The route description was terse but entirely accurate and adequate, given a level of route-finding experience. See the "synopsis & beta" section below for additional notes on the route:
At about pitch 5, we demurred to the other team's speed, but stayed closely on their heels. Aaron had unroped and was waiting on the rim to take photos of me leading the final pitch from a good vantagepoint. The only shame was that we were in the fog, and had been since about pitch 3. The view must have been exquisite of the Bow Valley below, but we had been able to see little but the rock around us for most of the climb.
Now for the descent, which I knew from Bruce's report could be non-routine. The main challenge would be finding the right gully in the fog, then getting down before any significant rain started. The four of us started off together. We headed west as directed, having no idea how far we had to go. After what seemed like quite a long hike, the summit area swung north, then west again. Aaron was out in front, but at one point he started circling back to the east in the fog. I figured he must know something, so followed him for a while until I caught up. I asked him if he knew he was headed east, and he was very surprised when we confirmed it with our compass. He deferred to my route finding for a while, especially as I also had a map. After a hike of surprising length, we knew we must have been getting close. We all were relieved to see the huge cairn at the top of the descent gully appear through the mist. The reputation of the gully is that it is largely a talus scramble, with a few bits of easy 5th-class downclimbing or rappels. We were all confident we'd be downclimbing, so this shouldn't take long at all!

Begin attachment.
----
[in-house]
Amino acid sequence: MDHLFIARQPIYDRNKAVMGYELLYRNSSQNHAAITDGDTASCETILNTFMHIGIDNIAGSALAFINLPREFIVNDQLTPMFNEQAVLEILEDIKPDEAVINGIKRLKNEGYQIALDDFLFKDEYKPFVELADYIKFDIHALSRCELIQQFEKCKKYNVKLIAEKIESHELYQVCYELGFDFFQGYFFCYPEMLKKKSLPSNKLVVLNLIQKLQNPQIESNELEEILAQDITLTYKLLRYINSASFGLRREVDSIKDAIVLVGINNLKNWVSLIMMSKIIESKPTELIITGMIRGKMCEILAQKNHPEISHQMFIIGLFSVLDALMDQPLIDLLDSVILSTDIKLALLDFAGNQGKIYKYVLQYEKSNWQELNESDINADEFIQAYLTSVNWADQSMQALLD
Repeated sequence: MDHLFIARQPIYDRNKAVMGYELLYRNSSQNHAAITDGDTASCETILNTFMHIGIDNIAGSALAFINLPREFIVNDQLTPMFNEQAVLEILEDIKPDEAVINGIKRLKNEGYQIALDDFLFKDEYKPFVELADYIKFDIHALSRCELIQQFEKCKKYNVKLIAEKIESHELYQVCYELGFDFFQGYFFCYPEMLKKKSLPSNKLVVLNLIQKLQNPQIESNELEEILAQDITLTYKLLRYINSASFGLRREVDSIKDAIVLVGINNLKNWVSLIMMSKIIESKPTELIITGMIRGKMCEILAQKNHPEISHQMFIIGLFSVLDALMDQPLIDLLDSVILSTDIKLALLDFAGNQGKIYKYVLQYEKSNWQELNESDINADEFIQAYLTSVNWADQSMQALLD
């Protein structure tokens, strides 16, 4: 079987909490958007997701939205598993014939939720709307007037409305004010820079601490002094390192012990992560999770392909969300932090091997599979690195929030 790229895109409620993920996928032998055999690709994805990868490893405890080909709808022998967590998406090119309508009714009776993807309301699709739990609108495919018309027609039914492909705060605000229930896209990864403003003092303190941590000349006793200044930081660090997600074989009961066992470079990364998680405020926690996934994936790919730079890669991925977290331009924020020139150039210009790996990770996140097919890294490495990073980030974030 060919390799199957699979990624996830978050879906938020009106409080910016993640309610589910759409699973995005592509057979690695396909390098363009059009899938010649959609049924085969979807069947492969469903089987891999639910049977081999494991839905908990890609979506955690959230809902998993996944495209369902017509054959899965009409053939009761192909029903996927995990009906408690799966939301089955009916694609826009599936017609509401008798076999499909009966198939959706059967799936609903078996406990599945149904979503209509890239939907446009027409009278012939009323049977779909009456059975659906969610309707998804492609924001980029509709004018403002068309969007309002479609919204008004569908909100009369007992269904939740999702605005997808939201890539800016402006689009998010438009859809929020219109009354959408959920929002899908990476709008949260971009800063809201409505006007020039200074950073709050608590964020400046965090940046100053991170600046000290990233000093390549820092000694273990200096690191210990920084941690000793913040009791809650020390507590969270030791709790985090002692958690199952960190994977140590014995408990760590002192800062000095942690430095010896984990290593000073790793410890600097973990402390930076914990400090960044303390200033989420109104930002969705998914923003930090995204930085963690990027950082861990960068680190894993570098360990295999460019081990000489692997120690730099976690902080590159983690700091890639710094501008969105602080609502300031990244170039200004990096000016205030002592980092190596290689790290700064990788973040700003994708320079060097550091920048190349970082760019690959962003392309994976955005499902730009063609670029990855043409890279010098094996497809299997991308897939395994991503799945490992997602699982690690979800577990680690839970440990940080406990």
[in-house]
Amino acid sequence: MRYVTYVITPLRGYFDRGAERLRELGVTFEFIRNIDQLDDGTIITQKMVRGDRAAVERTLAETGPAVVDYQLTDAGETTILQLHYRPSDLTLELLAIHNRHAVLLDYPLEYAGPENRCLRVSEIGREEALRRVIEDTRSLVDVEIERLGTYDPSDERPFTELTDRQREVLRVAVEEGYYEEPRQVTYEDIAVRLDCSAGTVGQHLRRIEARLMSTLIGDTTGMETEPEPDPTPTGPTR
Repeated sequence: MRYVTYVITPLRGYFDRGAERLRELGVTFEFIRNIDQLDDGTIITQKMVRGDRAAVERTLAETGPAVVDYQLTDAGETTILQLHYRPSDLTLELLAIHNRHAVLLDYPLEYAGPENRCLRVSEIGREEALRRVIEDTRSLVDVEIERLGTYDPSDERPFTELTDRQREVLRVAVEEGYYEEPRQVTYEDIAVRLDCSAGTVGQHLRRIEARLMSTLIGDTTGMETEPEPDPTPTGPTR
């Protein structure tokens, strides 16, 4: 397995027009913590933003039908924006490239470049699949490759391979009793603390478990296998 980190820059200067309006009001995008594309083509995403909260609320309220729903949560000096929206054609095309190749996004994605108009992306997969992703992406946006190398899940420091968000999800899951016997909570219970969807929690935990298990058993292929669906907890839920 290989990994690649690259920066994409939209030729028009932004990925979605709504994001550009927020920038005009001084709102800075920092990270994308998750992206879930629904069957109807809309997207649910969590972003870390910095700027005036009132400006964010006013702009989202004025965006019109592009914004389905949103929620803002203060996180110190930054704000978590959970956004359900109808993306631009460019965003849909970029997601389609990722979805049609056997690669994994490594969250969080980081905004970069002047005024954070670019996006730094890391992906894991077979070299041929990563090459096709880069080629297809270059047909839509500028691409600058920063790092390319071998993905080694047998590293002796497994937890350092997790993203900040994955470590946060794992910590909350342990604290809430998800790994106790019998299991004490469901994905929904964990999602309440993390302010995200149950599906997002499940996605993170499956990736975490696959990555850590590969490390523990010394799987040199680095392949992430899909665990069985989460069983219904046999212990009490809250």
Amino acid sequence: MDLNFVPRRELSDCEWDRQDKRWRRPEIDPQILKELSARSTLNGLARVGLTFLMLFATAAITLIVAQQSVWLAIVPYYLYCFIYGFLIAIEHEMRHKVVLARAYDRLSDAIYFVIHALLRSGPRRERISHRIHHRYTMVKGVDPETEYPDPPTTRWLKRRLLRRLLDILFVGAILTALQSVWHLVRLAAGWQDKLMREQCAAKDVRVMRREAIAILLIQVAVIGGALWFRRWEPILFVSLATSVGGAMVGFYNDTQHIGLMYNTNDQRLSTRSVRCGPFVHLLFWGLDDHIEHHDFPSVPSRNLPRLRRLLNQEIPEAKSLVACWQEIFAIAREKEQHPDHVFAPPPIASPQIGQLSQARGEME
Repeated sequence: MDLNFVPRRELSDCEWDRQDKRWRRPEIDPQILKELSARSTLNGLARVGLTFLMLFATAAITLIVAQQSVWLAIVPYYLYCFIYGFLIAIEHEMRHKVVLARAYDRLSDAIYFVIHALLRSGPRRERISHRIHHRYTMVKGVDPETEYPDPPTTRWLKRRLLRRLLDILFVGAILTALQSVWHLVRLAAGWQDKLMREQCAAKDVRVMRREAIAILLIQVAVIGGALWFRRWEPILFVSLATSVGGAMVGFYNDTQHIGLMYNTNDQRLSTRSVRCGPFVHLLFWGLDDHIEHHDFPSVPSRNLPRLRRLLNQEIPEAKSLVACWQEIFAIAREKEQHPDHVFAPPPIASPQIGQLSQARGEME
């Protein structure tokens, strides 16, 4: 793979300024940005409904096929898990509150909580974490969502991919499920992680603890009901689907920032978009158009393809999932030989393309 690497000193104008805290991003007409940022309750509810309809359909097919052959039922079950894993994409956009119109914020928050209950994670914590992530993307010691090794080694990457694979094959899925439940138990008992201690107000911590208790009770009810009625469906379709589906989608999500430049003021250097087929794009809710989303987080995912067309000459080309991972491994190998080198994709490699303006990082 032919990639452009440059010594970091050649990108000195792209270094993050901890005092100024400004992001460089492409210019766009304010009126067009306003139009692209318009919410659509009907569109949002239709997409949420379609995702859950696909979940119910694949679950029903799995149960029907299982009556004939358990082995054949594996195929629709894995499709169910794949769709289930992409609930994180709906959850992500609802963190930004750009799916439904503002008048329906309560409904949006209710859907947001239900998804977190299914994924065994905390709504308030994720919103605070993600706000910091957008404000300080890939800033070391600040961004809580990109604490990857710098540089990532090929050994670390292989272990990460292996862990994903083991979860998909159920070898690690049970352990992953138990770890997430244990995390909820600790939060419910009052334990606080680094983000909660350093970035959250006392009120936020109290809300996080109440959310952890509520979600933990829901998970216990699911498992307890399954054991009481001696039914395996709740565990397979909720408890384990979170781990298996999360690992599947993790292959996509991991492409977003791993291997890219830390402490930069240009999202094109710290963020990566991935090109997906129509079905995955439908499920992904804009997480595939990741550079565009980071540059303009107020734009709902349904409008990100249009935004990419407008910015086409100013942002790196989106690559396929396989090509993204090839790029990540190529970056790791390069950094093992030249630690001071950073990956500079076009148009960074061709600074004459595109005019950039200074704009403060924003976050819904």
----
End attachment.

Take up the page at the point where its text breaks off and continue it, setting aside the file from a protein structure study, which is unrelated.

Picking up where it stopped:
A light rain began which was nearly indistinguishable from the dense fog. I looked down the first downclimb from fixed anchors, and didn't hesitate to start uncoiling ropes. It looked really nasty and dangerous. The gully was dark and wet, with tons of talus just begging to be set free to bound downward. We didn't even try to avoid knocking rocks down; instead just paid close attention to where we all were as we loosed barrages of material with our feet and ropes. There is no way that separate teams could descend this gully safely if separated by more than a few tens of meters.
Three more rappels and a lot of down-climbing, and we were finally free of this sinister slot. All the rappels were short; one rope is sufficient. As we arrived at Goat Plateau again, we could finally realize why the hike over the summit had been so long. The descent gully is the second major one west of the approach to the hut, which itself arrives at the plateau well to the west of the hut. We had almost walked the entire length of the massif in completing a grand circle. This would have been an exceptionally scenic hike in good weather, but without the views, we were just relieved to be down and out of the fog.
We learned that Aaron was to take the guide certification tests the next week. This explained his exceptional competence. We learned a couple tricks from him on the climb and the shared descent, and hopefully he learned a couple from us (like bringing a map and compass on an unfamiliar route!) I'm always leery of sharing climbs with strangers, but in this case their company was entirely welcome, and we felt like a single team by the end of the day. We traded e-mail addresses as Lynn and I headed down the mountain to a celebratory dinner. We had been in Canada only 4 days, and had a great climb in the bag!